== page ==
Carbery converted five and also kicked a penalty while substitute Ian Keatley landed three conversions. Ulster’s only reply was a try by Darren Cave added to by Billy Burns to make it 29-7 but it was about the only bright note for an Ulster side including only half of what can be regarded as their first choice starting line-up. It also left Johann van Graan still unsure as to where his team stands entering a crucial part of the season.
“I’ll tell you after the next few weeks”, he said with a slightly rueful smile as he looks ahead to three seriously daunting games, the PRO14 visit to Leinster followed by European Cup matches against Exeter and Gloucester that may go a long way towards defining Munster’s season.
“It’s difficult to say. The season is so long that if you look ahead to May from now, you almost can’t see it. The only one now is Leinster, the best team in Europe, possibly the best in the world. What more can you say about them. Munster haven’t won in the Aviva for quite a while. They’re a side we respect and it’s a great challenge. They are an impressive side ... they are almost a full Test side.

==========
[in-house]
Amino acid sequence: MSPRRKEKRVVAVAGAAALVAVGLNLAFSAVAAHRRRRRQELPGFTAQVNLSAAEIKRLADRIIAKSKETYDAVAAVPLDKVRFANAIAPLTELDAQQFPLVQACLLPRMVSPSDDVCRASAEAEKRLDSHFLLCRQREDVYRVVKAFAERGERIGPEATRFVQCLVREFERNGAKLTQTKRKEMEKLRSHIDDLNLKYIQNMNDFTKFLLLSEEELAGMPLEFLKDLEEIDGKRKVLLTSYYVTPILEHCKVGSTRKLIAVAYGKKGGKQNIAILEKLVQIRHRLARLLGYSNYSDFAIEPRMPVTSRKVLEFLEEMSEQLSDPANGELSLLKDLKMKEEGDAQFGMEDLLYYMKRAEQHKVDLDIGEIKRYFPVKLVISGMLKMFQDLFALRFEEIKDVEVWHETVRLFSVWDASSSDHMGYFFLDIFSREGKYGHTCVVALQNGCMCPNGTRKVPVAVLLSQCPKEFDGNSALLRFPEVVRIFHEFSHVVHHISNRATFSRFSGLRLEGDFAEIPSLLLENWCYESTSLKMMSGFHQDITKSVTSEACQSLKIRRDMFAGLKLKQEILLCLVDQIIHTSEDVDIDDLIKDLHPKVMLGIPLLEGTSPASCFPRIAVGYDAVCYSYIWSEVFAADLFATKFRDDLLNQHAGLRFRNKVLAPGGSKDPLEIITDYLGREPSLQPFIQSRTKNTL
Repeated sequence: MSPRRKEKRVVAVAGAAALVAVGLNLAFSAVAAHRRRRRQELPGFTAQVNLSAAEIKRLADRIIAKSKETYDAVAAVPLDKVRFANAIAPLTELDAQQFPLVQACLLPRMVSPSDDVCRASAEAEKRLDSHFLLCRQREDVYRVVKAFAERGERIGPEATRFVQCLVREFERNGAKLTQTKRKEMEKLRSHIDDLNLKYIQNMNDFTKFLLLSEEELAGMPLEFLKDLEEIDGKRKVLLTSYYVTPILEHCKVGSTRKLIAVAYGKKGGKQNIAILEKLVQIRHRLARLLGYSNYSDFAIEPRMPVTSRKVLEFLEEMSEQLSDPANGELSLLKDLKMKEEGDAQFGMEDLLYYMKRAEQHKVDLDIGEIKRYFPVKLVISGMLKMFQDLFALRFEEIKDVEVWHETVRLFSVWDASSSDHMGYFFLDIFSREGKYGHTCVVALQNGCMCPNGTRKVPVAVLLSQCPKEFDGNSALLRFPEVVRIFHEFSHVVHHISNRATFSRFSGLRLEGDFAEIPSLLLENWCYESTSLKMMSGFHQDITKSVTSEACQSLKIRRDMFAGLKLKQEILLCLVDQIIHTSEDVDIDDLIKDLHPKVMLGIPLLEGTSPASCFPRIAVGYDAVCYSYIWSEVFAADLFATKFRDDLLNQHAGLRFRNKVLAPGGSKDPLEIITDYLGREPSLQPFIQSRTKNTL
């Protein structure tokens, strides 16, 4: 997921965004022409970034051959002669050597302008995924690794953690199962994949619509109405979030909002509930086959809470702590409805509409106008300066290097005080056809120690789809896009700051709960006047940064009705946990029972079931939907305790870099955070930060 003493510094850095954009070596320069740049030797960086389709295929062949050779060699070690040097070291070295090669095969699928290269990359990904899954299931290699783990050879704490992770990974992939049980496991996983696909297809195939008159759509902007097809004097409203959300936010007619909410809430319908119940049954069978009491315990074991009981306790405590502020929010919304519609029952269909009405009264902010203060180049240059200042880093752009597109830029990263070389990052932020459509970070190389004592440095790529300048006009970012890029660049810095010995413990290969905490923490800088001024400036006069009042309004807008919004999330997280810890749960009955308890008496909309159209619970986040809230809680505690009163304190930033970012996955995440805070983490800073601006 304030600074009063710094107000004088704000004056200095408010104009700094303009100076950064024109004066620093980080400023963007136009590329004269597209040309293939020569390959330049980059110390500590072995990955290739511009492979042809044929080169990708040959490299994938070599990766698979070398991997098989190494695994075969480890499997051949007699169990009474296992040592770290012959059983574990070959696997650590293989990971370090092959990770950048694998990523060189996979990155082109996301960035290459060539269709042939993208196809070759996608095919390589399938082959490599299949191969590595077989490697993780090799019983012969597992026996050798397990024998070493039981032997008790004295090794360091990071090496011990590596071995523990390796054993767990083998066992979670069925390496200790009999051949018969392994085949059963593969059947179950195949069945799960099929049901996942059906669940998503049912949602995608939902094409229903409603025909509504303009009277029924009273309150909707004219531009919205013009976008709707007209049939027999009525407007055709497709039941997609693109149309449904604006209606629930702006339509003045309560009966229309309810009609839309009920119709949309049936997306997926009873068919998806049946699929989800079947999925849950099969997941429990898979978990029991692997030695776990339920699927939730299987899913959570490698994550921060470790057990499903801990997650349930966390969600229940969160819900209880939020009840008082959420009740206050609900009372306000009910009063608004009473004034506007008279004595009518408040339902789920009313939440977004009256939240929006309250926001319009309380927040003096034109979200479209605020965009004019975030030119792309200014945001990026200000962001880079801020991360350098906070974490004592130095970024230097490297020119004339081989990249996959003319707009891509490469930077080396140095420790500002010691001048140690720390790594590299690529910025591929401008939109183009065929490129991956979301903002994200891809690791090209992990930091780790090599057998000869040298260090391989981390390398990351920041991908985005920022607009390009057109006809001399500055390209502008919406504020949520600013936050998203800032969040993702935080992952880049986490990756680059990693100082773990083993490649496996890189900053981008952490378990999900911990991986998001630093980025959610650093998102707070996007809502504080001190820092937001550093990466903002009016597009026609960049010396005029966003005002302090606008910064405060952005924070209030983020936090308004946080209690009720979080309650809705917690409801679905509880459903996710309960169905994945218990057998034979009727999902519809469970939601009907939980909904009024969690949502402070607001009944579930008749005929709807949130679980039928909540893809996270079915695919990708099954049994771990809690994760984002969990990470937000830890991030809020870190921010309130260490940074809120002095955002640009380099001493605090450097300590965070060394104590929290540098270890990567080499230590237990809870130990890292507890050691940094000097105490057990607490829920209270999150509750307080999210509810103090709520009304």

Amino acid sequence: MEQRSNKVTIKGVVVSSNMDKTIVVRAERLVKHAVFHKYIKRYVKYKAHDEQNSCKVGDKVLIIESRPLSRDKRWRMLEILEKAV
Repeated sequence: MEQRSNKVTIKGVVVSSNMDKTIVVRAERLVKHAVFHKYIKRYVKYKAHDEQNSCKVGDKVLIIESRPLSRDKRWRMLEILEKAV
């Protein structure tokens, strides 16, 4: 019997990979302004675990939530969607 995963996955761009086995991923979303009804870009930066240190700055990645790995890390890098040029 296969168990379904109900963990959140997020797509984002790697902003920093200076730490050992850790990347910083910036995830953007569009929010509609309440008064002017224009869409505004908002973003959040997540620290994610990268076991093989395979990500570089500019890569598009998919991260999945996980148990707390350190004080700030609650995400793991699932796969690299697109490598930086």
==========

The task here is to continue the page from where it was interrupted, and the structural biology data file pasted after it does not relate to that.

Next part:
Saturday’s game heralded the first appearance in the Munster jersey of the five times capped All Black scrum-half Alby Mathewson and van Graan expressed himself “very happy” with the manner in which the new man linked with the outstanding Carbery.
“You’ve got to invest in people before you look at the rugby”, he said. “I had a chat with Alby yesterday and you could see the value of the man. Joey and I spoke about him on Monday and Tuesday and Joey said, listen, now that Alby’s in, we’ve got to adjust one or two of our plans and it’s brilliant for a coach to see guys take ownership and come up with solutions”.